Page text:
Contributors: Fraser McConnell

 Species: Canine   |   Classification: Miscellaneous



  • Radiography allows assessment of lung size, position and density.

Radiographic considerations

  • The lateral projection is often used as a sole projection for thoracic radiography but this in fact provides poor detail of the dependent lung.
  • If lateral projections are used, eg in the identification of pulmonary metastases, both laterals should be taken.
  • Orthogonal views should be taken to locate the 3-dimensional position of a lesion.
  • Ventrodorsal projections allow better visualization of the lung fields (especially accessory lobe) than the DV.
  • The lung fields provide an inherent contrast within the thorax - a high KVp mAs should be used to maximize the range of densities available of pulmonary radiographs.
    Use as short an exposure time as possible to minimize movement blur.
  • A grid is necessary if the depth of tissue is >10 cm.
  • Exposure is normally made at the point of maximal inspiration.
  • Expiratory films are occasionally useful to document small pneumothoraces, air trapping and bronchial and tracheal collapse.
  • Care should be taken to include the entire pulmonary field.


  • Examination is normally performed under sedation but heavily sedated animals may have poor inspiratory volumes making it impossible to obtain a view of a truely inflated lung.
  • The VD projection should be avoided if there is a large volume of pleural fluid.
    Most dyspneic animals will lie quietly in sternal recumbency for a DV projection with minimal restraint and no sedation.Stressful handling of dyspneic animals may result in fatal decompensation.


  • Dyspnea.
  • Chronic cough.
  • Screening for metastasis in the presence of malignant neoplasms elsewhere.
  • Hemoptysis.
  • Pre-anesthetic check.
  • As part of minimum database in the investigation of many medical conditions.
  • Ultrasonography is often more valuable than radiography in the presence of pleural fluid.
    Dyspnea in the face of normal thoracic radiographs should prompt consideration of upper airway obstruction Brachycephalic airway obstruction syndrome , paraquat poisoning Paraquat poisoning , pulmonary thromboembolism Lung: pulmonary thromboembolism and acute viral pneumonia Lung: bacterial pneumonia.Not all serious lung pathology will result in radiographic abnormalities.

Radiographic anatomy


  • There are 6 lung lobes:
    • Right cranial.
    • Right middle - smal triangular shaped lobe overlying cardiac silhouette.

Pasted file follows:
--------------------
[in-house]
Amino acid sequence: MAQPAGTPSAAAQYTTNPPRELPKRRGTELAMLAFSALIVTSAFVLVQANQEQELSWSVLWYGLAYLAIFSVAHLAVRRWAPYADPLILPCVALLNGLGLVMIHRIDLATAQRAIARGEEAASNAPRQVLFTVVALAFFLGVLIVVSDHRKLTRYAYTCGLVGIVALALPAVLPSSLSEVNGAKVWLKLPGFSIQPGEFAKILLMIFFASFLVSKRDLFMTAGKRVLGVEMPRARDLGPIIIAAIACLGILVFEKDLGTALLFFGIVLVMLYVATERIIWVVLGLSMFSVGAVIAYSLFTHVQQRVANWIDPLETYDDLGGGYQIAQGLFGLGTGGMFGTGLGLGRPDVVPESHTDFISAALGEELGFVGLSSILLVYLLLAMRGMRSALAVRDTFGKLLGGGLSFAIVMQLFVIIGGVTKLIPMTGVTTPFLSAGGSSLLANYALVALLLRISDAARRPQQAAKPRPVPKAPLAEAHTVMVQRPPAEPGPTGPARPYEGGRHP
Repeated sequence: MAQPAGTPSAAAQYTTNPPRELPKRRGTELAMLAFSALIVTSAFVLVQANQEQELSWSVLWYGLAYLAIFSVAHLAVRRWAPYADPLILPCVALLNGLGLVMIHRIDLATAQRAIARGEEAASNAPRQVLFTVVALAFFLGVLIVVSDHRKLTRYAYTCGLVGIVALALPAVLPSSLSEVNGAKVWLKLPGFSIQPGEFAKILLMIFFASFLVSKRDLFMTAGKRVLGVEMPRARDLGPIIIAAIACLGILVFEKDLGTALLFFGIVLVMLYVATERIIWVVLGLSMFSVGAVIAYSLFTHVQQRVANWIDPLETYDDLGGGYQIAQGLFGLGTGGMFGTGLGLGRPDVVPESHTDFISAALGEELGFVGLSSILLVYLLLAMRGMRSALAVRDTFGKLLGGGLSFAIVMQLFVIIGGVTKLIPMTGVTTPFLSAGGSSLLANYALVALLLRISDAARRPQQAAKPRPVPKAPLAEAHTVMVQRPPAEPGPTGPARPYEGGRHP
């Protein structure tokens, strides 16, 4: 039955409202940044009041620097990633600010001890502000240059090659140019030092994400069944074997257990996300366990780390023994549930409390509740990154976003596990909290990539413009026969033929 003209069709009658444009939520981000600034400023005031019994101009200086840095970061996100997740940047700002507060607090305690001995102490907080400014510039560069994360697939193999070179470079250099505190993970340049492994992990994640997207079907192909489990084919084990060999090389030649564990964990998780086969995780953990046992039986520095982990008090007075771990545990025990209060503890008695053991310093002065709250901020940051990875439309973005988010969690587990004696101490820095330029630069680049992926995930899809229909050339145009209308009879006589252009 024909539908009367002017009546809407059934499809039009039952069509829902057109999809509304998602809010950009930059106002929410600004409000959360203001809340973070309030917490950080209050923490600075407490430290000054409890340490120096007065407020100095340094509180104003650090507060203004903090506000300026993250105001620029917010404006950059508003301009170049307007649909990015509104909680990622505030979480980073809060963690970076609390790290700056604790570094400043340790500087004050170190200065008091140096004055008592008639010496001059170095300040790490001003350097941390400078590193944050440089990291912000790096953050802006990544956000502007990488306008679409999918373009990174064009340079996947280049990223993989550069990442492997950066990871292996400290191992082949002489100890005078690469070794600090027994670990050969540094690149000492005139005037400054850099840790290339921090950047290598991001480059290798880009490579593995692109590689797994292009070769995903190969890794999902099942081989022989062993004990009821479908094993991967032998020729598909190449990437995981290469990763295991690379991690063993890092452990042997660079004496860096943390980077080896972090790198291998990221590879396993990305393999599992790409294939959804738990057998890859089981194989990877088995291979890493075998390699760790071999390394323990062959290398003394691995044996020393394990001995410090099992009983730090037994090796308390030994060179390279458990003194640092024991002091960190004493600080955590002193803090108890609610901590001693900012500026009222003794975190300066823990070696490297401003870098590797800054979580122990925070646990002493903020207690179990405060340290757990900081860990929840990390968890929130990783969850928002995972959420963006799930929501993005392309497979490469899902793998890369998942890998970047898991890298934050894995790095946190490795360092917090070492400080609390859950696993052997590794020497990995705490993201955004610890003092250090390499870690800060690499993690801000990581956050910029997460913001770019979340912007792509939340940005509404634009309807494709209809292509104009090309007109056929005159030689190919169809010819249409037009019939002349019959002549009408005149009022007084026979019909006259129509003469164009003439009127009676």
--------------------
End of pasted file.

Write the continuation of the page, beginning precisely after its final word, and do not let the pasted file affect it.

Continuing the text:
• Right caudal.
    • Accessory - midline, ventral to caudal vena cava and between heart and diaphragm.
    • Left cranial - extends cranially to thoracic inlet (sub-divided into cranial and caudal segments).
    • Left caudal.
  • The position of the lobes can be identified by the mainstem bronchi supplying each lobe.
  • The right cranial lobe crosses the midline immediately cranial to the heart.
  • The right caudal lobe crosses the midline caudal to the heart.
    The right middle lobe is the smallest lobe and is predisposed to collapse by its larger surface area to volume ratio.


  • The bronchi are situated between the corresponding pulmonary artery (lies doral and lateral) and pulmonary vein (lies ventral and medial).
    Do not mistake the pulmonary blood vessels for blocked bronchi.
  • In the normal animal only the bronchi in the hilar region are visible.
  • Bronchi should taper as they extend towards the periphery of the lung.


  • Care should be taken to assess the rest of the thoracic contents carefully for concurrent disease.
    Often one of the important differentiators is the between pulmonary and cardiac disease Radiology: cardiac examination.
  • Clinical examination is more important than radiology in differentiating cardiac and respiratory disease in many cases.
  • Interpretation should define the location of lung affected and the component of the lung (bronchi, alveoli etc) to help produce a list of useful differentials.
    Identification of the lung component involved may assist selection of further diagnostic tests, eg BAL may not provide diagnosis if interstitial disease present.


  • Lesions may be described as being located in the periphery, perihilar area or according to lung lobe involved.
  • Lung lesions are often described relative to other structures within the chest, eg 'dorsal to the trachea in the 3rd intercostal space'.


  • Lung size can change according to pathology:
    • Normal size- occurs due to consolidation Lung: atelectasis of lung lobe Lung: consolidation 01 radiograph R lateral Lung: consolidation 02 radiograph DV Lung: consolidation 03 radiograph L lateral or infiltration.
    • Reduced volume- atelectasis and as a result there is increased opacity.
    • Increased volume- masses, ie neoplasia Lung: pulmonary neoplasia or granuloma.